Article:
How does a Christian handle the powerful self-help concept of visualization?
As I teach and write on Biblical finance and stewardship, I aim to read a wide variety of books on the subject. This includes both secular and Christian resources as I want to be attune to the message being presented both within and without the Church. Several months ago, I started to read the classic “Think and Grow Rich!” by Napoleon Hill. As I read, I was struck by how misguided and misplaced the application of the truth behind this book was. It had taken the power behind visualization and applied it in exactly the wrong way. It encourages people to set their minds on things here rather than things above (Colossians 3:2).
Ray McCollum’s book “Power Of God-Given Imagination: Releasing the Power Within You to Transform the World Around You” is in many ways a Christian answer to Napoleon Hill’s classic. Ray acknowledges “Think and Grow Rich!” in the book, which I greatly appreciate as the root concepts are so similar. The difference is that what Hill deals with in a secular way, McCollum does in a way steeped with Biblical truths and supported by Scripture.
This book was given to me by a friend (Gerald Streeter) in my men’s Bible study and sat on my shelf for a long while before I took time to read it. As with many books, one of the most powerful aspects of reading it is simply making one think about their current application of the principles. I say this because although I knew in theory many of these ideas (again, from secular resources), I found myself repeatedly convicted in my current lack of application.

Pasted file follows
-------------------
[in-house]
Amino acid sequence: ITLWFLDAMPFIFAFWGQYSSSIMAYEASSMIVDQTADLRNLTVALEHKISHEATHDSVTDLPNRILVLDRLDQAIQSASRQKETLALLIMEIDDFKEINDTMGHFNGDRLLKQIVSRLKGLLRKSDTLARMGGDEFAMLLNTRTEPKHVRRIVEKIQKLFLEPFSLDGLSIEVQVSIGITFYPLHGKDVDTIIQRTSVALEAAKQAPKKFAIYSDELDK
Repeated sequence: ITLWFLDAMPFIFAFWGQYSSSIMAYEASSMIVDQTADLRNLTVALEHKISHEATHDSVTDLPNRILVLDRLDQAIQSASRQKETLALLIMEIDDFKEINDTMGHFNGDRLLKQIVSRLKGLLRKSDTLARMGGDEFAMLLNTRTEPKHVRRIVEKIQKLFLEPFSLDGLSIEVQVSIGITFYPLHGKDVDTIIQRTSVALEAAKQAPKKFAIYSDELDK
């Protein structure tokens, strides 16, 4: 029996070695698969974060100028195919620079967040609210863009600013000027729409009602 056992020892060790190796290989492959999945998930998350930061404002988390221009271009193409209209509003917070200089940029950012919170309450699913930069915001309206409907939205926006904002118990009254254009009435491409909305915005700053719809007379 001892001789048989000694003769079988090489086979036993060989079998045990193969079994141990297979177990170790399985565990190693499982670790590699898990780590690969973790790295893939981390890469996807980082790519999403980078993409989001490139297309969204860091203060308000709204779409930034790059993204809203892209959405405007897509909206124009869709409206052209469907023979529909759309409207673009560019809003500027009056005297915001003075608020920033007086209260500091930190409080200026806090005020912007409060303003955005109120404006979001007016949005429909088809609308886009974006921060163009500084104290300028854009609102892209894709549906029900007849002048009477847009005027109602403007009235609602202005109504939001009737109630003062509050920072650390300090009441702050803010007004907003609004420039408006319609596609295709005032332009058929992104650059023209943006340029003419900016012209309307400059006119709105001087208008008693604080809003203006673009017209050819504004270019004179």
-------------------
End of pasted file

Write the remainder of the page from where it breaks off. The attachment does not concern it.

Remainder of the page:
The power of dreaming and imagining is a truth that works regardless of whether we use it for good or bad. Ray does an excellent job of acknowledging this and dealing with many of the concerns or rebuttals that may be offered by Christians. For example, a fear of many Christians is that they will start to “desire” things outside of God’s will or for the wrong reasons. Rather than gloss over these concerns, they are dealt with head on in practical and scriptural ways.
I certainly would encourage Christians from all walks of life to read this book. I’d suggest doing so slowly, in an almost devotional type manner. Take time after each chapter to pray and reflect upon the concepts and your application. Don’t be afraid of the content because it has so often been commandeered by self help authors for selfish reasons. The truth is something that is part of God’s nature and inherent to us as we are in His image. Rejoice in this and learn how to harness the “Power of God Given Imagination”!